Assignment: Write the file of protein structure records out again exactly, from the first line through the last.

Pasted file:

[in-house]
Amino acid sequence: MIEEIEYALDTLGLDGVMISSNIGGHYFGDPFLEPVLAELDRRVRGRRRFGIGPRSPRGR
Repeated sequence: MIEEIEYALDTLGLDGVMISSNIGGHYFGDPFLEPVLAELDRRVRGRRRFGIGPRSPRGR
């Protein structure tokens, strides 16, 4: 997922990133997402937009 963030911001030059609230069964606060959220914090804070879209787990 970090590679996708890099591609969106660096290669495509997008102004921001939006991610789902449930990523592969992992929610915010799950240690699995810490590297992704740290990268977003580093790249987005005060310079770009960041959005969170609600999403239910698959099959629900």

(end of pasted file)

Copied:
[in-house]
Amino acid sequence: MIEEIEYALDTLGLDGVMISSNIGGHYFGDPFLEPVLAELDRRVRGRRRFGIGPRSPRGR
Repeated sequence: MIEEIEYALDTLGLDGVMISSNIGGHYFGDPFLEPVLAELDRRVRGRRRFGIGPRSPRGR
């Protein structure tokens, strides 16, 4: 997922990133997402937009 963030911001030059609230069964606060959220914090804070879209787990 970090590679996708890099591609969106660096290669495509997008102004921001939006991610789902449930990523592969992992929610915010799950240690699995810490590297992704740290990268977003580093790249987005005060310079770009960041959005969170609600999403239910698959099959629900």